The oral route of drug administration is the most acceptable and frequently used route because of the convenience of self-administration, ease of manufacturing, and high-degree of dose accuracy.1 Dosage forms are designed by exploiting the unique features of the gastro-intestinal tract (GIT) as the drug has to pass from the walls of GIT before getting access to the systemic circulation.2 The pharmaceutical industry is focusing on the establishment of novel drug delivery systems rather than investigating and developing new drug entities due to the increased investigational cost of new drugs.3 Over the past several decades, controlled-release technology has rapidly emerged as a drug delivery system that offers novel approaches for the delivery of bioactive compounds into systemic circulation at a predetermined rate, which significantly improves drug bioavailability and clinical outcomes with decreased toxicity. Sustained-release (SR) dose forms are designed in such a way that the rate of drug release from the tablet matrix occurs in a controlled manner over an extended period of time maintaining a constant plasma drug level thus improving patient compliance and effective clinical outcomes.4 A constant therapeutic drug level is maintained throughout the dosing intervals, which often prolongs the onset of pharmacologic action.5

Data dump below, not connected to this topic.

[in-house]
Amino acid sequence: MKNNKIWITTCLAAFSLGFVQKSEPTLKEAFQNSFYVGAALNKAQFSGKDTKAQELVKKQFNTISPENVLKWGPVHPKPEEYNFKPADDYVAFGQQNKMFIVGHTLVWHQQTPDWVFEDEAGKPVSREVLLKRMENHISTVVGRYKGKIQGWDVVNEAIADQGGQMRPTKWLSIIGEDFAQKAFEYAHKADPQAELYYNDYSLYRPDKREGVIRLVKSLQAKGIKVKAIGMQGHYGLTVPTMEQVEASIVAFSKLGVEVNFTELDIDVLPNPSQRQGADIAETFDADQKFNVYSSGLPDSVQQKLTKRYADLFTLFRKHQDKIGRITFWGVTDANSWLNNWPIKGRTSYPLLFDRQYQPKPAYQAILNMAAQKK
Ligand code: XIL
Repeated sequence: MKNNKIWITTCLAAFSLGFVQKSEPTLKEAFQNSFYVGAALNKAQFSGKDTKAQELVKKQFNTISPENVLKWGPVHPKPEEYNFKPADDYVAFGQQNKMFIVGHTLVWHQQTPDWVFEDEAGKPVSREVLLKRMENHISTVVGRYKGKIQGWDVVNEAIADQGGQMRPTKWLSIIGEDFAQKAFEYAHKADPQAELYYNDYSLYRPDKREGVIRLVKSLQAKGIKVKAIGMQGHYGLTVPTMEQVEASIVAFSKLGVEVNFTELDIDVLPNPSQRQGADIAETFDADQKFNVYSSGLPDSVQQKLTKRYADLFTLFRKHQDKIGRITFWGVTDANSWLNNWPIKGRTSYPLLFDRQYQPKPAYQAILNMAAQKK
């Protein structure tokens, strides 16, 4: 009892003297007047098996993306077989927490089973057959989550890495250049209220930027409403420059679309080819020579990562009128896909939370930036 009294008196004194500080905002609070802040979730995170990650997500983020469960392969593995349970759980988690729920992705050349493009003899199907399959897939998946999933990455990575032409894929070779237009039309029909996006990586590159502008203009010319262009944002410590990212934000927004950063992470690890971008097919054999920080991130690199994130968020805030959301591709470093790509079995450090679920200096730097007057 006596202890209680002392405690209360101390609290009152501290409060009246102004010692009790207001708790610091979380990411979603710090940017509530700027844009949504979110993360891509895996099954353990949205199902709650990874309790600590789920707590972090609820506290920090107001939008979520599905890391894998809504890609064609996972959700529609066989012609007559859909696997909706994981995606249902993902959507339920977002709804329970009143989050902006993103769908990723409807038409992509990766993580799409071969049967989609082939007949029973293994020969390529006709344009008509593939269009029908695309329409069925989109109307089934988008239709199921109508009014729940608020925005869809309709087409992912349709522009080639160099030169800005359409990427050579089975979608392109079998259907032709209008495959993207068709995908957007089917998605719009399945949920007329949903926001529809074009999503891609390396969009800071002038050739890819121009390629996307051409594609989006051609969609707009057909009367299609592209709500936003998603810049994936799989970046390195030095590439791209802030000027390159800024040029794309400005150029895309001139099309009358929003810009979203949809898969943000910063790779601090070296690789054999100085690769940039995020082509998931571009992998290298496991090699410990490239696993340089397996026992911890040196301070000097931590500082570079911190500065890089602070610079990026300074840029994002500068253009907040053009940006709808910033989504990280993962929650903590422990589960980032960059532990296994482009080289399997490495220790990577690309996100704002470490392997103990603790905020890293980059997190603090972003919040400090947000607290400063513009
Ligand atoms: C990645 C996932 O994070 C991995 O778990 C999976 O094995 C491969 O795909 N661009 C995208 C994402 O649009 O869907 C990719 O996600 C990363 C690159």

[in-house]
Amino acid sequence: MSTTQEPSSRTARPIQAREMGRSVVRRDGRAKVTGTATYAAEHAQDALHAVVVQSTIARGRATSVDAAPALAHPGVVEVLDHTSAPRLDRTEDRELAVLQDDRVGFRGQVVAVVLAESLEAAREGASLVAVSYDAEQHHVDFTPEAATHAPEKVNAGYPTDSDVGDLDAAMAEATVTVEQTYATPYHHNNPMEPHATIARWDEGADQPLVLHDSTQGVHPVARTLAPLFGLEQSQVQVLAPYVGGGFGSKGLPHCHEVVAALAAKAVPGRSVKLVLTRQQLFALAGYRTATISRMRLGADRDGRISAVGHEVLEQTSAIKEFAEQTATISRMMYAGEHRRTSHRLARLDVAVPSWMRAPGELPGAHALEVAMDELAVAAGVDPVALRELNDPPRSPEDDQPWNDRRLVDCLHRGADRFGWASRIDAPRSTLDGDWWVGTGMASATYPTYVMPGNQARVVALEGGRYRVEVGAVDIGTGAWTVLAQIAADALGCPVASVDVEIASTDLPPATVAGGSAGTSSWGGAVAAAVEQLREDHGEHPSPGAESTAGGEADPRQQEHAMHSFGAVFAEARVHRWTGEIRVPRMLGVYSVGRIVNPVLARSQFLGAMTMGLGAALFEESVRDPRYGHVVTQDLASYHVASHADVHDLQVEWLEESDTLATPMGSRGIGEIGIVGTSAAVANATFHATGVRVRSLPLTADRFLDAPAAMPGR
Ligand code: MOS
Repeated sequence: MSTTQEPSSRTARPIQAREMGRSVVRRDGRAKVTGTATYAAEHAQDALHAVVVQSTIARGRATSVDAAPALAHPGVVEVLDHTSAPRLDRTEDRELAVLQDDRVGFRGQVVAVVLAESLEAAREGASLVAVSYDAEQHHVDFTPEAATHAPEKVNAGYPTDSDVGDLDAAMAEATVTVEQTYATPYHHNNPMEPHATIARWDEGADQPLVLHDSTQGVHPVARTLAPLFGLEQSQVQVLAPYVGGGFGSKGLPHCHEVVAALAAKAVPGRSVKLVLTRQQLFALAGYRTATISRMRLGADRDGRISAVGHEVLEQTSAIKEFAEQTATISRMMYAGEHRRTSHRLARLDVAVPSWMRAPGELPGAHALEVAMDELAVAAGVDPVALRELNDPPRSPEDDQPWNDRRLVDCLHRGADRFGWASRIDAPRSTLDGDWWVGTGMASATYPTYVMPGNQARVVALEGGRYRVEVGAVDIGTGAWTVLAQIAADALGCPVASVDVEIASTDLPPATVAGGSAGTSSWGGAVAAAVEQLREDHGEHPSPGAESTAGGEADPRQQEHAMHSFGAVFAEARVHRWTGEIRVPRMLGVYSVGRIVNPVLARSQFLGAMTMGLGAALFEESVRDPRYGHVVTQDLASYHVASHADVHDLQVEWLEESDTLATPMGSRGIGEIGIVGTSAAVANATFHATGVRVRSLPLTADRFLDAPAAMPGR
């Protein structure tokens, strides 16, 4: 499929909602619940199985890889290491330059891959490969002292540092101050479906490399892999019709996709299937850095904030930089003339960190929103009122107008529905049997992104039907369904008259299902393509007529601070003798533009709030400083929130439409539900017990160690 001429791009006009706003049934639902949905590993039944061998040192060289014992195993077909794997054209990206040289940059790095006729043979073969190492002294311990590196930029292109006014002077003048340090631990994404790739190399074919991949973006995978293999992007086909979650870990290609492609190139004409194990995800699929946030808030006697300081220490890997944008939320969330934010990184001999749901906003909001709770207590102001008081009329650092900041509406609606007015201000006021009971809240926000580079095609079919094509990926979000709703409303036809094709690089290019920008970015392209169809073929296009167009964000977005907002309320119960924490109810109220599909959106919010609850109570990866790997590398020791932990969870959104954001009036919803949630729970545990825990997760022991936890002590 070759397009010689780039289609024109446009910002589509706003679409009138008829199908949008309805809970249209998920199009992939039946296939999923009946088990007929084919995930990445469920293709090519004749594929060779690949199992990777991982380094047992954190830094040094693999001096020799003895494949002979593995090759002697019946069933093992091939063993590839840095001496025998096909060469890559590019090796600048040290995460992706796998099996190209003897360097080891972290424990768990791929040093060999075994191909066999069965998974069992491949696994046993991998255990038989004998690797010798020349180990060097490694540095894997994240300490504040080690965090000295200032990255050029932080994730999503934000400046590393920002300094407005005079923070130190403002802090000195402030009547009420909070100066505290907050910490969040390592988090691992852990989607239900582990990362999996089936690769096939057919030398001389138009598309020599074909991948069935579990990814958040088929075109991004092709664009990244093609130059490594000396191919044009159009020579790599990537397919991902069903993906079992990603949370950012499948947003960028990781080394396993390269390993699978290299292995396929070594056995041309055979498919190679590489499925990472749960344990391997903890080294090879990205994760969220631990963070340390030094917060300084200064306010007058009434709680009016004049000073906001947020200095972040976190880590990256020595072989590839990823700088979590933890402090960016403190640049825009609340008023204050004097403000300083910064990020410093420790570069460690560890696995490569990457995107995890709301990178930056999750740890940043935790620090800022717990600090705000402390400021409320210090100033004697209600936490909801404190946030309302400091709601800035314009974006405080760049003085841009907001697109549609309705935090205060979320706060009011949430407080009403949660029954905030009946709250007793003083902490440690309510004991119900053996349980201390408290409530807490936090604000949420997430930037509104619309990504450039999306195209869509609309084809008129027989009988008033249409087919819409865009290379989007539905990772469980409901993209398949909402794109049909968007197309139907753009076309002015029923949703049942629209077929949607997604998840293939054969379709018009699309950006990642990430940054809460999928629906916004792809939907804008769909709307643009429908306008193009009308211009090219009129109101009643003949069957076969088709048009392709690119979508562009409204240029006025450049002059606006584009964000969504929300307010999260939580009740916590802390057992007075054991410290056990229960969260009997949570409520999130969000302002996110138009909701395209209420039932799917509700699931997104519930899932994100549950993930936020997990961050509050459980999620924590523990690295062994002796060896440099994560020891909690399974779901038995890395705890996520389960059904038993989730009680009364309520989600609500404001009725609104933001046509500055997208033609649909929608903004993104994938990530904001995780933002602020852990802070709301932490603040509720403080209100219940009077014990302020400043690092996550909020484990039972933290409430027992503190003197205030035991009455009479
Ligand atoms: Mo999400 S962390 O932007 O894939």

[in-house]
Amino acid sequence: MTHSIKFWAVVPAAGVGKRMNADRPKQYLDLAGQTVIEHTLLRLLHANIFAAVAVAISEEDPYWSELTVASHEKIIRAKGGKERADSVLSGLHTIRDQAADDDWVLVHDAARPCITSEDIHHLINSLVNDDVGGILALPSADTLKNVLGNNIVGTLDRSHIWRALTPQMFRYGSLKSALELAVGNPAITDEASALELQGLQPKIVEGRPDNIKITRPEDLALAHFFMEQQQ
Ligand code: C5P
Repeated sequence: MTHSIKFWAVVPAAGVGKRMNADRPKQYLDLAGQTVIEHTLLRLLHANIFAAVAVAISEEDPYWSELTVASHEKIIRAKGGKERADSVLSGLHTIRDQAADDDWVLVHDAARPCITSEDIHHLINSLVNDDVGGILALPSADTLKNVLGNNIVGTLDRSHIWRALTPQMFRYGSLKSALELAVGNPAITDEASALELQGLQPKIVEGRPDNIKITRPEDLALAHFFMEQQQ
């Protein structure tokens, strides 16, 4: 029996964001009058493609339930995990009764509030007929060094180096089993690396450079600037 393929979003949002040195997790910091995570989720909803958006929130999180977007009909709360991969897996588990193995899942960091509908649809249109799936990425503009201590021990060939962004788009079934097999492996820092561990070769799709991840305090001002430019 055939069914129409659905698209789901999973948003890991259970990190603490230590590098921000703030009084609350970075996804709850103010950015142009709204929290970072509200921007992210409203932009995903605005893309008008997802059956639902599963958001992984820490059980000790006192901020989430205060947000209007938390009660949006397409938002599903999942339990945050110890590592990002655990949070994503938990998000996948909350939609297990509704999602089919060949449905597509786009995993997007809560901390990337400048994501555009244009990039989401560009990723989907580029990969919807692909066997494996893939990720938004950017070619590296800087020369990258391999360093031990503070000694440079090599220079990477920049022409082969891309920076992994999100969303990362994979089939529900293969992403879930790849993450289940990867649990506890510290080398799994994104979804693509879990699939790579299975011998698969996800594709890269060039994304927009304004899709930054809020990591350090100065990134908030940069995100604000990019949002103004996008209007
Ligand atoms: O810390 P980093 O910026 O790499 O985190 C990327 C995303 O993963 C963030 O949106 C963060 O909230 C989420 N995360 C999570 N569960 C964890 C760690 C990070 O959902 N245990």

The development of sustained drug delivery systems is a challenging task in terms of providing a constant drug release profile retaining the dosage form in the stomach or upper small intestine until all the drug is completely released in the desired time.6 An ideal oral drug delivery system will steadily release a measurable and reproducible amount of drug over an extended period of time.7 Several mechanisms are involved in the release of drugs from controlled-release formulations such as dissolution- controlled release systems and diffusion-controlled release systems. In dissolution- controlled systems, dissolution is the rate-controlling step. The drug is embedded in slowly dissolving or erodible matrix or by coating it with slowly dissolving substances, whereas in diffusion-controlled release systems, the release rate of drug is dependent on its diffusion through an inert water insoluble membrane barrier. In matrix-diffusion controlled devices, the therapeutic agent is dispersed in an insoluble matrix of rigid non-swellable hydrophobic materials or a swellable (soluble) hydrophilic substance. Among different strategies to prolong the drug action, matrix tablet formulations have gained immense popularity because they have the advantage of simple processing and low-cost fabrication.8 Matrix tablets are cost effective, easy to prepare, and exhibit predictable release behavior.